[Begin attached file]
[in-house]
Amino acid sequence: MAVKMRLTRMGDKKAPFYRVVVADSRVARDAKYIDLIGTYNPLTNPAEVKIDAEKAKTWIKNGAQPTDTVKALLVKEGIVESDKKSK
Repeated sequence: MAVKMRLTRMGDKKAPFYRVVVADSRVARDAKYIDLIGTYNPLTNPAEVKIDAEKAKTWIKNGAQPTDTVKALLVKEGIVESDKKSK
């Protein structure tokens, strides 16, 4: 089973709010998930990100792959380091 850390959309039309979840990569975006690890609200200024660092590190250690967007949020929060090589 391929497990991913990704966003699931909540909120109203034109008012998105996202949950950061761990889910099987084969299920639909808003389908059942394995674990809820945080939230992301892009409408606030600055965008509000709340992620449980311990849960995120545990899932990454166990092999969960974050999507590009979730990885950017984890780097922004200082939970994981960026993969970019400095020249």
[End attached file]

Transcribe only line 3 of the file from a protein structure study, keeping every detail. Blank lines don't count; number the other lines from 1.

Repeated sequence: MAVKMRLTRMGDKKAPFYRVVVADSRVARDAKYIDLIGTYNPLTNPAEVKIDAEKAKTWIKNGAQPTDTVKALLVKEGIVESDKKSK